Rikus Grobler | Feb 8, 2018 | 0
Slowdown in GDP growth not as bad as indicated earlier
With the release of the final National Accounts on Thursday, it transpired that the preliminary estimated GDP growth for 2016, released in March this year, was considerably more pessimistic than the picture emerging this week.
Statistician General, Mr Alex Shimuafeni said in the statement accompanying the release of the accounts, that economic growth for 2016 was 0.9 percentage points higher than earlier estimates. It is now clear that the economy did not contract during 2016 but grew by 1.1% compared to 2015.
While this indicates an economic performance vastly inferior to output potential, it at least shows the economy has not shrunk, only the rate at which it grows year on year has stalled. As comparable growth benchmarks, Shimuafeni quoted the 2015 growth rate of 6% and the 2014 rate of 6.4%.
More support for the notion that the economy’s growth potential is far higher than reflected by official statistics come from the fact that preliminary quarterly figures indicate contractions during both the third and the fourth quarters of 2016. For the full year to register a small growth, the first two quarters had to post higher growth rates.
The positive adjustments to the 2016 GDP growth rate stems mainly from the sub-sectors, Hotels & Restaurants (+3.7%), Construction (+3%), Electricity and Water (+2.4%), Manufacturing (+2.2%), Education (+1.7%) and Public Administration and Defence (+1.3%). Other minor improvements came from Agriculture & Forestry, Mining & Quarrying, Transport & Communication, and Financial Intermediation.
Slight deterioration between the estimates and the actual figures was posted by Real Estate & Business Services (-0.3%), Community, Social and Personal Services (-0.2%) and Private Households (-2%). The net effect between positive and negative adjustments improved the GDP print by 0.9 percentage points.
Shimuafeni said revisions in the National Accounts are always necessary because certain data only becomes available more than a year after the end of the reference period.
Singling out the industries that suffered most from the stalled economy, he said the Secondary Sector contracted by 7.8% and the Tertiary Sector posted a final growth rate of only 3.9%.
Construction which is listed as a secondary industry was the biggest contributor to the decline in the Secondary Sector, contracting by 26.5% in 2016. However, the actual contraction was less than the earlier estimate of -29.5%. As a comparison, in 2015 construction expanded by 26% compared to 2014.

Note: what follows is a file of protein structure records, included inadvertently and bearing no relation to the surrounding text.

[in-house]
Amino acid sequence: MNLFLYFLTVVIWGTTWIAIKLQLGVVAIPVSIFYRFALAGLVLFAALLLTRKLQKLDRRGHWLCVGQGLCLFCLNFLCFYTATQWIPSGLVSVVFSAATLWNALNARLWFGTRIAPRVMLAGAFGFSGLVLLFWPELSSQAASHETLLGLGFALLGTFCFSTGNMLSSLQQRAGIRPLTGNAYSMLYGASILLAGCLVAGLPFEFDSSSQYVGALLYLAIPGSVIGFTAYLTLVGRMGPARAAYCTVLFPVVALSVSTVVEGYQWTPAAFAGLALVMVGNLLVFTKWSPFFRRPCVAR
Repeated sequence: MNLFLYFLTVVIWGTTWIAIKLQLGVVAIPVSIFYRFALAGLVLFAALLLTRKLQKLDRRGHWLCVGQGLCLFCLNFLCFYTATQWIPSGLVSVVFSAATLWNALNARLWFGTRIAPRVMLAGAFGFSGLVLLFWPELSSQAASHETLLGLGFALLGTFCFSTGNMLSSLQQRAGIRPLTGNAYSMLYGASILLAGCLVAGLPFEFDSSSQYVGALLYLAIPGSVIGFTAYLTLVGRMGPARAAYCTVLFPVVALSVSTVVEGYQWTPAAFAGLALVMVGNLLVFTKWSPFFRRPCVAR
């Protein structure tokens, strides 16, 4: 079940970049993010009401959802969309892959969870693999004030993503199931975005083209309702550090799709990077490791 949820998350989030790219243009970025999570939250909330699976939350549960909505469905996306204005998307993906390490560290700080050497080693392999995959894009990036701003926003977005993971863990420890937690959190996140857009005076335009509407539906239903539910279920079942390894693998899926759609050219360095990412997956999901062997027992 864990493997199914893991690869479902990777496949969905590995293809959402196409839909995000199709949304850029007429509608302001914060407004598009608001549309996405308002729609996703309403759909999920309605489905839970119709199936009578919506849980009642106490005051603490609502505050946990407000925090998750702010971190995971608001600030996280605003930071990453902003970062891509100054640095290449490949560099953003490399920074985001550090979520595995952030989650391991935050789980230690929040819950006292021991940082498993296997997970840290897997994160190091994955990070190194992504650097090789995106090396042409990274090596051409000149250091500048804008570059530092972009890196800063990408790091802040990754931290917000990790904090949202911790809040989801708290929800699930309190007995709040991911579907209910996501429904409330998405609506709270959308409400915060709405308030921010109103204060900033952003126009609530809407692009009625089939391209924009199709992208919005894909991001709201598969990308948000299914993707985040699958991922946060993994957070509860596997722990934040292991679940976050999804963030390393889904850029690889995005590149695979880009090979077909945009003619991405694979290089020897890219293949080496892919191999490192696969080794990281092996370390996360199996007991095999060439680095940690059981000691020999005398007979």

The main culprit for the dramatic plunge in construction activity stems from government projects. The real value for construction works by the government slowed to 5.6% in 2016 from a growth of 31% recorded in 2015” stated Shimuafeni.
Slowdowns in both agriculture and mining also contributed to the dismal growth rate albeit it not as severe as the earlier estimates, and somewhat better than 2015.
“The primary industries have recovered but they however remain in a contraction, registering a decline in real value added of 2% in 2016 compared to 5.2% in 2015.”
The forced marketing of livestock during 2016 as a result of the drought is amply reflected by the statistics. Livestock marketing grew by 2.3% in 2016 compared to 2015.
Commenting on the revisions, the Executive Director of the Economics Association of Namibia, Mr Klaus Schade, said “Economic growth surpassed expectations for 2016 since quarterly GDP data recorded negative growth rates for three of the four quarters. However, it remained below the 1.3 percent anticipated in the budget statement.”
The Namibian National Accounts are compiled in line with international standards, the System of National Accounts 1993 (SNA93) as set by the United Nations. In Namibia, a comprehensive set of accounts are released twice a year namely the preliminary estimates released in March of each year and the annual (revised) estimates released in August of each year” concluded Shimuafeni.